While I’m not the biggest fan of Asian cinema, I admit that Chan-Wook Park’s revenge trilogy has been one that has consistently surprised and challenged me, while keeping things fun. The first film – 2002’s Sympathy for Mr. Vengeance was a ballsy, no-holds-barred film that was not afraid to shock, but the thing was that the shocks almost always had a reason to be there and I personally love it when the violence/sex is not simply there to be there, but to serve a purpose. Also there were the creative use of special effects, also used for a point and with a purpose. The next film – 2003’s Oldboy wasn’t as successful as the first in conserving the eye candy, but it still turned out to be a good film, and deeper than most action thrillers, although labelig it as that is an insult. Now comes the third part – Lady Vengeance. This is probably the most violent of the three, but it’s also the prettiest, although I must say that sometimes it’s tough to tell.
Lady Vengeance tells the story of a 19-year-old girl by the name of Geum-ja Lee, who is sent to prison for the murder of a child which was actually committed by Mr. Baek – an accomplice of hers. While in prison she finds out that she has been taken advantage of and decides to induce a lot of pain on the people that did it to her. In addition to carefully planning it out, she also befriens her fellow prisoners, and when she gets out of the prison to start up her violent revenge spree, they join her. From then on, the violence begins and Park shows it all.
What I really like about each film in Park’s trilogy is how he divides each into two parts, not always in setting because settings usually vary, but he divides his films thematically and sometimes technically. The first half of Lady Vengeance feels very much laid-back. It does have character development and it focuses on the girl forming a relationship with the other prisoners. That feeling of apathy in the first part of the film though, definitely pays of and makes the violent to a fault, second part a lot more enjoyable, because it evens the film out.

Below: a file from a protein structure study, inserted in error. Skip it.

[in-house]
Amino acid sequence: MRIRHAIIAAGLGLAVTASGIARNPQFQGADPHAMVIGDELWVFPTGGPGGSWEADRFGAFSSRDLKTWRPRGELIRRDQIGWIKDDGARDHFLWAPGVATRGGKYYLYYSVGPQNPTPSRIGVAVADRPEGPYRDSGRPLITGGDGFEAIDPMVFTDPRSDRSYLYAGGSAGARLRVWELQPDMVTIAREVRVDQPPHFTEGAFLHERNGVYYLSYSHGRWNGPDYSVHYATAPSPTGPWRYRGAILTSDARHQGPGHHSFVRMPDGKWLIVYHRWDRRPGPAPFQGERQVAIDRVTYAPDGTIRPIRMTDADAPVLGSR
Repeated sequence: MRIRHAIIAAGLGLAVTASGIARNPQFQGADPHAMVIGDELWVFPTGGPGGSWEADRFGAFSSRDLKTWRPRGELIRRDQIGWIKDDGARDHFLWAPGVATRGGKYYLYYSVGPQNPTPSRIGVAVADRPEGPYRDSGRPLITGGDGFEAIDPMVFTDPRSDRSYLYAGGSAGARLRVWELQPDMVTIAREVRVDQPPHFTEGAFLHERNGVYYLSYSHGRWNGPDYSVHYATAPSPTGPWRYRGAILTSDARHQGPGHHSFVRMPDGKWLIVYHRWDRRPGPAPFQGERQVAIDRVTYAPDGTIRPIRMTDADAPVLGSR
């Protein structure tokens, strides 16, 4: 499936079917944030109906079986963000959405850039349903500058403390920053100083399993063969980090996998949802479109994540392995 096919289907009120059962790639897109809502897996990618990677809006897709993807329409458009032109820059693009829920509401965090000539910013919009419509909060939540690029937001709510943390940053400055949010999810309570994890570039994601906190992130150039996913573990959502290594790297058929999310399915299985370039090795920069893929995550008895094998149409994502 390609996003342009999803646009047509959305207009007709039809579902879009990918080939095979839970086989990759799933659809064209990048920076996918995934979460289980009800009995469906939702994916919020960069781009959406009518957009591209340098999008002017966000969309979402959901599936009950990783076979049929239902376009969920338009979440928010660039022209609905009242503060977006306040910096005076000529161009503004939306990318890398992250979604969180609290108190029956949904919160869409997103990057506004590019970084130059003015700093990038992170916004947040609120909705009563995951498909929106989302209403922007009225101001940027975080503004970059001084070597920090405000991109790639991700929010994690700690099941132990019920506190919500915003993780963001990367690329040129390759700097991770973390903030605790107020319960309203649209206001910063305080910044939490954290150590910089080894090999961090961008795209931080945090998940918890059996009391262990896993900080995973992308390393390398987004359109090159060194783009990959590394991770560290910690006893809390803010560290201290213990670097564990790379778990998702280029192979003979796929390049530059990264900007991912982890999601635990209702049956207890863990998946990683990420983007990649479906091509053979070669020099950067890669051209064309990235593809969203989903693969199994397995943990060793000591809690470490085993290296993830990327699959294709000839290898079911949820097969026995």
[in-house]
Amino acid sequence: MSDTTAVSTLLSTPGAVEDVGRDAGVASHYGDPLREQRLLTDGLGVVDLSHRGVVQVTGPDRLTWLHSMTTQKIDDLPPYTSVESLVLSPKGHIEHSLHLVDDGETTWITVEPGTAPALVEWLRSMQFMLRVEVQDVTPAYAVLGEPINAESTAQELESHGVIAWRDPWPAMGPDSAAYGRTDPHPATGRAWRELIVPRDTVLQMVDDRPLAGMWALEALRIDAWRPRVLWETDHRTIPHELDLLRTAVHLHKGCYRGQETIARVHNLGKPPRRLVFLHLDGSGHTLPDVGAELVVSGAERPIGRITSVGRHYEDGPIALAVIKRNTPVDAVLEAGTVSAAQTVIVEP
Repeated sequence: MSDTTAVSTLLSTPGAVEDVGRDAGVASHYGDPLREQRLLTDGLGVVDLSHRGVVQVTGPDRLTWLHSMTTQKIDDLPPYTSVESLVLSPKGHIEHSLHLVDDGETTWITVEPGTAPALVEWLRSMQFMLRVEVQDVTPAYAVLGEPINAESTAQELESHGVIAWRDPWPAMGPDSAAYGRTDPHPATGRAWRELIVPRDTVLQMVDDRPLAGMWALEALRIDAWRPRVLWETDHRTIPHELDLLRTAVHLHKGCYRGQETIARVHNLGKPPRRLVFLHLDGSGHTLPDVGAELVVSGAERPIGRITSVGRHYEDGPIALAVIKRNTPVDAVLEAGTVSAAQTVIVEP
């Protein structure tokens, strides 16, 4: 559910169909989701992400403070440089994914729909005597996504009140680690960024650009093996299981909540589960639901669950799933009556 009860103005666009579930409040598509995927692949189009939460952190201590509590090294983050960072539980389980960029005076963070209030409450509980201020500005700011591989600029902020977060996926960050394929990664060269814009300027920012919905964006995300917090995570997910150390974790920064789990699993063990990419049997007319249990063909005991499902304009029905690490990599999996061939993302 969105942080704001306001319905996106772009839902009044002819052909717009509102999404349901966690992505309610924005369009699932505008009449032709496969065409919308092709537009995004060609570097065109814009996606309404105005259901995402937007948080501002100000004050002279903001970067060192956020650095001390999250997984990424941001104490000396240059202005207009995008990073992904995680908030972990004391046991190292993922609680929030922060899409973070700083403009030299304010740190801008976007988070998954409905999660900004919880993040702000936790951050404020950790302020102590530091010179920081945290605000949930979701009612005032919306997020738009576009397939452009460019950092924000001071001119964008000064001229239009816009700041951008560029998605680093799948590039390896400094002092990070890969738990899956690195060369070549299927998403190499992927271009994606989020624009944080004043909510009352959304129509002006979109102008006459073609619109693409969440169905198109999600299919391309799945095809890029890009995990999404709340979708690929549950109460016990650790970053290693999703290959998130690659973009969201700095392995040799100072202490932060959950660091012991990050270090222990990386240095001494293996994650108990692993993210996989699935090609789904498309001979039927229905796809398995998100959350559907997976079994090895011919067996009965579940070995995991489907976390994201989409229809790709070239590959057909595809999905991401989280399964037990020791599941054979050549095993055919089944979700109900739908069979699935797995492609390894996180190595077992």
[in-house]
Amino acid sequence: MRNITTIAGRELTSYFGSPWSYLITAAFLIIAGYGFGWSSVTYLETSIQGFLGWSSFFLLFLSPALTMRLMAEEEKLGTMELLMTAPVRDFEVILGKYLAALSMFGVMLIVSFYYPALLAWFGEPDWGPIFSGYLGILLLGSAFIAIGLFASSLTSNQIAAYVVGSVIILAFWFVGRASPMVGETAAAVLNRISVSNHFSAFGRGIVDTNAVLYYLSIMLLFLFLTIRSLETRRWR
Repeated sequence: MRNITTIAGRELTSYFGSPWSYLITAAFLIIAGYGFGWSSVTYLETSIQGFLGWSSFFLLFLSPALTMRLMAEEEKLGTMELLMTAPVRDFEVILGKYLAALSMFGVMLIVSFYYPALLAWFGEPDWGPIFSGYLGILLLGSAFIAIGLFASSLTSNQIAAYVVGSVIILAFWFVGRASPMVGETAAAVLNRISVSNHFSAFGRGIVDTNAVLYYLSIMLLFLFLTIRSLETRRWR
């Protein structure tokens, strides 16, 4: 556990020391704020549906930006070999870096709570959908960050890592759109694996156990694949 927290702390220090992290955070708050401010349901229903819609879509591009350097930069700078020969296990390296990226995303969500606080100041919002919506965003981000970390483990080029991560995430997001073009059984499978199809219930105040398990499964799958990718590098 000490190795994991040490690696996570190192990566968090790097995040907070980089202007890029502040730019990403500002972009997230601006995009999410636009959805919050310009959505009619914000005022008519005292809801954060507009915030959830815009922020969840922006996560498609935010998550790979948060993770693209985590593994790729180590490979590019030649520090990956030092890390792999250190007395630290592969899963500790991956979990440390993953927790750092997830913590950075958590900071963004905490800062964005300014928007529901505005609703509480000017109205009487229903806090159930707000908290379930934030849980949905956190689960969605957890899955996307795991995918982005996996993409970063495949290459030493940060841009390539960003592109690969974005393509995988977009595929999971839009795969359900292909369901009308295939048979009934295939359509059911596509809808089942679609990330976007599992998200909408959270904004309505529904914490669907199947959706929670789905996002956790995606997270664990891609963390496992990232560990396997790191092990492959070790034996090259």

Still, if you watch this only for the violence, there is a chance you won’t like this. With this final film, Park indulges himself into thematic material and puts in the forefront of the movie. He tries to go deep and find answers about the need for revenge and sometimes even its morality. I actually though that this was a good change for the series (although it is a little late to change it up in the last movie isn’t it?), because it does make this a film I can indulge myself just tryingto figure out what the people in the film actually mean.
A negative to this thematic indulgence is that Park frequently doesn’t explain plot points. He doesn’t answer the essential whys and hows, but simply shows the things that are important to the film. In a way, this type of under-explanation might be welcomed by someaudience members, but Park’s egotistical way of wanting to do only what he wants to do, which he presumes needs no explanation smacks of pretensiousness which can be deadly for any film. Granted, that negative is nowhere potent enough to the overall message the movie is attempting to send, so it didn’t ruin the experience for me that much.
the acting in this film as in any Park film is top notch. It’s amazing to me how park keeps finding good actors for his trilogy, especially when most of them are newcomers. At times i think that Park is the one who should get the credit for the good acting in his films, but the actors here are so good, I could recommend this film on it alone. Yes, there is some over-acting, but thankfully, unlike in Oldboy, it isn’t during a key scene. Overall though, if I pick on the acting, I’m being way too tough, so i won’t.
The original score here is very good and emotional, although at times composer Yeong-wook Jo does tend to make it just a rumble in the background that is there just so the film isn’t completely silent. But the look of the film has no faults. The colors are many and the shots are beautiful and stylish. the special effects inserted here and there are even better than the ones in Oldboy and the film feels very epic overall. Its flow is also good, and it’s amazing how within 10 minutes of eachother there are scenes that will either stare at the screen with wonder (the scene in the snow) or make you look on in disgust (the scene where she shoots a totally innocent and cute puppy, after which she eats it).
I think, if you look at the state of Asian cinema, it gets better and better every year. art house-type films like this one get a lot more mainstream, and better in quality. I won’t be surprised if one day, Asian films got wide releases here in the U.S. So, if you’re looking for one of the better films to come out of that continent in quite a while, you should definitely check this out, and when this comes out on DVD you should get the complete trilogy and watch the movies back-to-back-to-back. I mean, they are so watchable. i don’t even know how else to describe it.